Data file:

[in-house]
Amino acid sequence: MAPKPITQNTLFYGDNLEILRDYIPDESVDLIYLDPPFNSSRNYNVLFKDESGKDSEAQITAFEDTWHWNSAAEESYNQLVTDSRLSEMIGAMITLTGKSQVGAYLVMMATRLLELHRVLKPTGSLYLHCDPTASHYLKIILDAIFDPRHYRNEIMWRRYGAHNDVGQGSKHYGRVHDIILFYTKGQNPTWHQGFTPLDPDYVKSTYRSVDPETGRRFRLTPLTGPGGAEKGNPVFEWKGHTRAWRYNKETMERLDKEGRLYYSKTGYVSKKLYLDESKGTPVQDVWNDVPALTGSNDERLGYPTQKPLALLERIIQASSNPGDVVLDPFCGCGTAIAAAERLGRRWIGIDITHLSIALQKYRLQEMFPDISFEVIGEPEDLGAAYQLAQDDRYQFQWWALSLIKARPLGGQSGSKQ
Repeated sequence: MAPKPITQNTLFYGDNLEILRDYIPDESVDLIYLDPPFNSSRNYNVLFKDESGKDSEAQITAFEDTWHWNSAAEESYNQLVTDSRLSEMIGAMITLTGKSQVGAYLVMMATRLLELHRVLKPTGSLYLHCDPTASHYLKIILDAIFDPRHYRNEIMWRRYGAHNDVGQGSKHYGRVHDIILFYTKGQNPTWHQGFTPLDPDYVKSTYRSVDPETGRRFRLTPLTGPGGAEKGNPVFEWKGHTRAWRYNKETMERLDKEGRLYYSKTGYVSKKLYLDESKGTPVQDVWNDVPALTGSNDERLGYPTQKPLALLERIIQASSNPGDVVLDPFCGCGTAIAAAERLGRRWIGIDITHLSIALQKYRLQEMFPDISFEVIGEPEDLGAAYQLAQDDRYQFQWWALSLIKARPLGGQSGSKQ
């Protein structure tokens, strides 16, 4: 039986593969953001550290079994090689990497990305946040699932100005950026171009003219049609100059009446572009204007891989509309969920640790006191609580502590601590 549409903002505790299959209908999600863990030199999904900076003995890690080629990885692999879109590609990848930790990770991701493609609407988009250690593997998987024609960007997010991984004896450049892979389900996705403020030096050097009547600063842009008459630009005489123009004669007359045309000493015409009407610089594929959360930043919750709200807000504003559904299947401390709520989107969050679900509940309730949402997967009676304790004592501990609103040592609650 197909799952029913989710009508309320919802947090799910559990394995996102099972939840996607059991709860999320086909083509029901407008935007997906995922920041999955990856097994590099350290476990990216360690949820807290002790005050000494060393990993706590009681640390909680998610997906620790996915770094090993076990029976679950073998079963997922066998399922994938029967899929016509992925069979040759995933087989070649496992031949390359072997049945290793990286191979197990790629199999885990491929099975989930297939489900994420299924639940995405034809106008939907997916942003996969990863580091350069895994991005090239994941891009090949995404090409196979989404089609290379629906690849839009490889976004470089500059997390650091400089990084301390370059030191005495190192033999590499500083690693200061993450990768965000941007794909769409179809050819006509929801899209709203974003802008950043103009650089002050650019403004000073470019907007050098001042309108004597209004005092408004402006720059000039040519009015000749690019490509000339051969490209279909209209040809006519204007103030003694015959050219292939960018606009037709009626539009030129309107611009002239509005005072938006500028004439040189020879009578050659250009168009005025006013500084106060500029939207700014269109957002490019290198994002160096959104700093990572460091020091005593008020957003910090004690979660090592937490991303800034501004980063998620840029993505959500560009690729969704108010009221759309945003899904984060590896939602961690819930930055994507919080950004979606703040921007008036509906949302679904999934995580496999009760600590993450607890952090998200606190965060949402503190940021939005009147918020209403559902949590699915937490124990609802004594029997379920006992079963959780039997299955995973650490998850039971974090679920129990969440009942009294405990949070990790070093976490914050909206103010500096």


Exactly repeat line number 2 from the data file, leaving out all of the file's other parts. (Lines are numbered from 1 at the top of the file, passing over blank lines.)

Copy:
Amino acid sequence: MAPKPITQNTLFYGDNLEILRDYIPDESVDLIYLDPPFNSSRNYNVLFKDESGKDSEAQITAFEDTWHWNSAAEESYNQLVTDSRLSEMIGAMITLTGKSQVGAYLVMMATRLLELHRVLKPTGSLYLHCDPTASHYLKIILDAIFDPRHYRNEIMWRRYGAHNDVGQGSKHYGRVHDIILFYTKGQNPTWHQGFTPLDPDYVKSTYRSVDPETGRRFRLTPLTGPGGAEKGNPVFEWKGHTRAWRYNKETMERLDKEGRLYYSKTGYVSKKLYLDESKGTPVQDVWNDVPALTGSNDERLGYPTQKPLALLERIIQASSNPGDVVLDPFCGCGTAIAAAERLGRRWIGIDITHLSIALQKYRLQEMFPDISFEVIGEPEDLGAAYQLAQDDRYQFQWWALSLIKARPLGGQSGSKQ